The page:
I’m back with my second income report and the first of 2017. I’ve decided to publish these because I want to be totally honest about the realities of self-employment as a single mother.
Total transparency means getting down to brass tacks about what I’m bringing in and what I’m shelling out.
I hope that by sharing my financial journey, and the lessons I’m learning as I go, you can learn from what works for me, and what doesn’t.
I also want to keep myself accountable and it’s a great exercise to sit down and review each month properly.
- To accurately show the financial reality of self-employment what I’m showing here is what actually came in and out of my account. So it’s not necessarily reflective of the work I did that month. Amounts are rounded up to the nearest £.
- Any links below marked with a * are affiliate links meaning that if you click them and make a purchase I may earn a commission. This is at no cost to you, and I’m only an affiliate for products and services I use and recommend.
- Freelance copywriting and social media consulting: £225
- Passive income (social media planners): £0
Total income = £225
- Policy Bee – professional indemnity insurance: £17
- Melyssa Griffin – Blog To Business Hive: £38
- Leah Kalamakis’s Freelance To Freedom School: £30
- Buffer: £8
- Convertkit: £23
- Leonie Dawson Shining Life Planners: £45
- Other stationery supplies: £19
Total expenses = £180
Net profit = £45
Salary to Emma = £1112
This looks pretty dire doesn’t it? But if you remember from last month I got paid twice by my main client because of the Christmas holidays, so I held back part of that to make sure I still had money left to pay myself at the end of January.
Again, I wasn’t focussed on bringing in any more work this month because I was preparing to move house (not fun!) and working on this blog. So my income was low, but it also reflects on of the upsides of being self-employed. I can seek out more work if I need to, or if I’m busy with other things I can ease off.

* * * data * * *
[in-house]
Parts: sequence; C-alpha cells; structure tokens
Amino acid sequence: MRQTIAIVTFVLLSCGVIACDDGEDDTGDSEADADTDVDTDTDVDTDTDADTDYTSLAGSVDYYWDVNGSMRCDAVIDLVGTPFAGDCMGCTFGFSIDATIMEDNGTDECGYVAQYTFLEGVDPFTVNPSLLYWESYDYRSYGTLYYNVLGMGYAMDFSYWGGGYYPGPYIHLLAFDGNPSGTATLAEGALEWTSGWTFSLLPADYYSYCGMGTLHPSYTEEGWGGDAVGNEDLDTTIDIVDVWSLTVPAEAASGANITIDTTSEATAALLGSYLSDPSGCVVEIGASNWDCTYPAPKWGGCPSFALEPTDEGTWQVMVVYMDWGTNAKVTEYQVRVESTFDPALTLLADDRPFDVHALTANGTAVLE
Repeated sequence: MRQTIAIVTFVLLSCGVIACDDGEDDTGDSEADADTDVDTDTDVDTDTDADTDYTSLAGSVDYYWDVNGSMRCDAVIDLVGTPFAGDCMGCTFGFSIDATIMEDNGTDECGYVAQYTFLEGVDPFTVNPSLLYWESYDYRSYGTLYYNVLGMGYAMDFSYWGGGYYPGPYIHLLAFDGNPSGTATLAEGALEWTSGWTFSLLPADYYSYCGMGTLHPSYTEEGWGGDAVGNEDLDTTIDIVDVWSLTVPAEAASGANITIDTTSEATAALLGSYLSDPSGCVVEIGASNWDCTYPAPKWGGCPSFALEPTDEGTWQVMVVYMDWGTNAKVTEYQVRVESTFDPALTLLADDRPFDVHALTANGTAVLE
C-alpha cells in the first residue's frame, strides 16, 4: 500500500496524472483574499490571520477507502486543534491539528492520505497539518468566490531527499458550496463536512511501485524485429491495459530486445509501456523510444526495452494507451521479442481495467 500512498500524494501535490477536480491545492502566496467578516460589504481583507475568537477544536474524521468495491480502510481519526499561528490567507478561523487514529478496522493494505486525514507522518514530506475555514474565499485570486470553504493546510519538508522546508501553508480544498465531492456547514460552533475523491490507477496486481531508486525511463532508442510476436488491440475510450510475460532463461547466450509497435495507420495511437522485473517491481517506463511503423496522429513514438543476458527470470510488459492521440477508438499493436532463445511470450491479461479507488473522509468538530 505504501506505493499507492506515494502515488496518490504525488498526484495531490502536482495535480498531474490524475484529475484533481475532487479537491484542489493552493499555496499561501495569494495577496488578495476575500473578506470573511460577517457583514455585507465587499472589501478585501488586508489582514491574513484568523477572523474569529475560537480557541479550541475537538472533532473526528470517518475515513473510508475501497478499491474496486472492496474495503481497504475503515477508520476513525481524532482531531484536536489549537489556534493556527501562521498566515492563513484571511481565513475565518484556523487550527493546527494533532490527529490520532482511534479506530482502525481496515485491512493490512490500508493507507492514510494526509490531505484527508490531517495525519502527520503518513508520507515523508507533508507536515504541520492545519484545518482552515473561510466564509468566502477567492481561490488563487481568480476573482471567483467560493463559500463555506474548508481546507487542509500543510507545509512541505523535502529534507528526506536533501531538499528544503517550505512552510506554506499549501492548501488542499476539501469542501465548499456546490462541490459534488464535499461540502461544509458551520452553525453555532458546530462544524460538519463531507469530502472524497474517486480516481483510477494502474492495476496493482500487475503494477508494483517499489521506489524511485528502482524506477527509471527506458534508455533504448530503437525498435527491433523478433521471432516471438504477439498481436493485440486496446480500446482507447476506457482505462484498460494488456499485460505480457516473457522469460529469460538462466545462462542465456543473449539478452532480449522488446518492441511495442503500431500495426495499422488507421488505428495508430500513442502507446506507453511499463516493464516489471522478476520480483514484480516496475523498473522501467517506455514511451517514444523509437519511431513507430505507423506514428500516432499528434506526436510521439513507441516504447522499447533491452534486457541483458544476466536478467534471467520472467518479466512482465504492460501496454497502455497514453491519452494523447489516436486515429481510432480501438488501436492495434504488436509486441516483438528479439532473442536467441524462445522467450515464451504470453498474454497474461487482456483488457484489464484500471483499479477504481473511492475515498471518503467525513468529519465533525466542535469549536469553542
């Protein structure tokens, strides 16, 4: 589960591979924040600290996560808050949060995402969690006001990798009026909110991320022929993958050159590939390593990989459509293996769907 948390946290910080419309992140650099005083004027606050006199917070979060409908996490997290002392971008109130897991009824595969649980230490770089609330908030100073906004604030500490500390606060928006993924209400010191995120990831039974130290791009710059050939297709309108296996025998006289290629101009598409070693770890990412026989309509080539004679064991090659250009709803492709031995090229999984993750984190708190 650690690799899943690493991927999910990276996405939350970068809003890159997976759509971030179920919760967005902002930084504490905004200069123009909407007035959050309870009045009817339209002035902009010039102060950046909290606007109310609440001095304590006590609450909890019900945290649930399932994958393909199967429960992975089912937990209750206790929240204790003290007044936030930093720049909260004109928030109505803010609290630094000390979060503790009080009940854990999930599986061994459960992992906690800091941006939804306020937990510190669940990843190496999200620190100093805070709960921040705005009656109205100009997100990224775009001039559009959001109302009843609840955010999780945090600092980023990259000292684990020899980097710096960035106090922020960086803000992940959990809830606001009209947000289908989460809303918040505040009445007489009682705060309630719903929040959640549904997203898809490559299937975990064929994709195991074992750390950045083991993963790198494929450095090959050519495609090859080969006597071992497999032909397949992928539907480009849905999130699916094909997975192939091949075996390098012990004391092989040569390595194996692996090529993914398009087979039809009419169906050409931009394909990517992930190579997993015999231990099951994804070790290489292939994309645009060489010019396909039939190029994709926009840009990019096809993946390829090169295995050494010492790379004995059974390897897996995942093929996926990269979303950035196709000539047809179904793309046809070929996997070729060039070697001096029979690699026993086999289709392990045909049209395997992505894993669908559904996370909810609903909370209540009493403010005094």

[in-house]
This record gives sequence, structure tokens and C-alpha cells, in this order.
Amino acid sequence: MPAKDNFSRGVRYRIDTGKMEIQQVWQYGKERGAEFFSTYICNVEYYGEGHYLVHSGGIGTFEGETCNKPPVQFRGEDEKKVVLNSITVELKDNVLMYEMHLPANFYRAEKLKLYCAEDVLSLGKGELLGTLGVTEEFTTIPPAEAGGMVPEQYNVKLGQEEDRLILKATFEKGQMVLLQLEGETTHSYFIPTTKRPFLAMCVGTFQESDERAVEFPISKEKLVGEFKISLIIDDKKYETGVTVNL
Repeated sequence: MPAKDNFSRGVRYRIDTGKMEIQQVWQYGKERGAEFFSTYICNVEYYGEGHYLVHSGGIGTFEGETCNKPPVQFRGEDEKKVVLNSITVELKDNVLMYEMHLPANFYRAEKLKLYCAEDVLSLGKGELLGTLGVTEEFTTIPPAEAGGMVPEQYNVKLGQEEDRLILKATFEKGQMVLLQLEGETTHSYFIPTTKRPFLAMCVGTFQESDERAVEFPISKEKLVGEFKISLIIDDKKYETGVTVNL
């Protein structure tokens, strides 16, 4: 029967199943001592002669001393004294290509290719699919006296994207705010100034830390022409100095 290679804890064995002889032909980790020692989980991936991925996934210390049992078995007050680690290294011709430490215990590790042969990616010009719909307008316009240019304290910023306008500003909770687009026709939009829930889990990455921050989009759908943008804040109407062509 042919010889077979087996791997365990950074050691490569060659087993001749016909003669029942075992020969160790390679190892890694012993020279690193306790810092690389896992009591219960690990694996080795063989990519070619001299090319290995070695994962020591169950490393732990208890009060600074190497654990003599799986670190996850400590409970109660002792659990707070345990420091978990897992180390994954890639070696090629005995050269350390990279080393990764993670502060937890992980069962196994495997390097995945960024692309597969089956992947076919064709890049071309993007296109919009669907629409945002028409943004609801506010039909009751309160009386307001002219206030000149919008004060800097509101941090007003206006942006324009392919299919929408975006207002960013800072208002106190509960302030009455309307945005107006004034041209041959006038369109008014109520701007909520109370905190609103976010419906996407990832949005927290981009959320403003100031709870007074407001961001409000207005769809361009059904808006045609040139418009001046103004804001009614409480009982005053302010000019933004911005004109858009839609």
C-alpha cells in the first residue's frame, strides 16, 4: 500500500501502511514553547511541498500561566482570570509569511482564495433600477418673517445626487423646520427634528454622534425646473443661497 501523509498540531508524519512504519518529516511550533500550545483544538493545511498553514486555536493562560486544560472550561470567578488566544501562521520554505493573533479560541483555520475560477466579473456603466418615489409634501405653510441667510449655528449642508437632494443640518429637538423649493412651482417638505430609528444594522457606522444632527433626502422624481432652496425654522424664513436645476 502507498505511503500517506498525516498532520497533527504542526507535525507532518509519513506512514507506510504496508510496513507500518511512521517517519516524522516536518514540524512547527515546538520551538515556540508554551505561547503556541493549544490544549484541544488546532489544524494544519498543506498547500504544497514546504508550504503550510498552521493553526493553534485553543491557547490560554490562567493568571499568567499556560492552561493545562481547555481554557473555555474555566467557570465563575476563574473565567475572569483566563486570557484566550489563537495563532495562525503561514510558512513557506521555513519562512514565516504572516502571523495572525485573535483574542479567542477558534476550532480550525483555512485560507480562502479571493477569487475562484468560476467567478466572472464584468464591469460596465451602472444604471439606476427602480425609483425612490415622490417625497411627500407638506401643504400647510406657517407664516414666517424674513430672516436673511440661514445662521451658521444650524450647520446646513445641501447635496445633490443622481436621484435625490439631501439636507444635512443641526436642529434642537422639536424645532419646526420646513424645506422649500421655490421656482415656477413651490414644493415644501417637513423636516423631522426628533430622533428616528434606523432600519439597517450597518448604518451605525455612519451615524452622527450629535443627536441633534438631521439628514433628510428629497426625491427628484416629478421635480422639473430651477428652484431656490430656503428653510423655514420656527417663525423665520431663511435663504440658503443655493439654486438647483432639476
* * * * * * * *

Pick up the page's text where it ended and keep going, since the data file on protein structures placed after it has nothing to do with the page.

You’ll see I also invested in Leonie Dawson’s Shining Life planners. At first I just bought the diary planner, but once I got my hands on it I wanted the whole system. So now I also have a life and business work book. Technically the life workbook isn’t a business expense, but I’m showing it here so you can see what tools I’m investing in.
January benefit payments
I wouldn’t be totally transparent if I didn’t also report that on top of this income I also get tax credits and child benefit from the government. They obviously don’t count as business income but they are still income that helps me get by.
- Tax credits/child benefit for January = £365
What I learned
That next time I move I’m paying someone else to pack for me. No joke, it’s just not worth the headache. I economised and I regretted it. This is often true on a business level as well. Sometimes it’s well worth paying someone else to do something for you so you can focus on what really matters.
Everything takes longer than you think it will. I planned to launch this blog on 18 January and at the time of writing it’s still not live. Clearly planning to do all this work while also planning a move was not the greatest idea I’ve ever had either! Hopefully my lovely new planners will help me avoid that kind of schedule clash in future.
February is not ALL about launching this blog. I’ve got an opt-in to write, a marketing master plan to map out and social media content to get busy with. Oh and the fabulous Facebook group to nurture.
Financially, I’ve got client work booked in two days per week for the whole of Feb, so I’m not worried about making enough money. However, said client has also informed me that they’re recruiting a permanent copywriter. They’ve asked me whether I’d be interested in the role, which is flattering, but it could mean that my freelance work with them is about to dry up.
So, operation ‘find a new retainer client’ will kick off in March!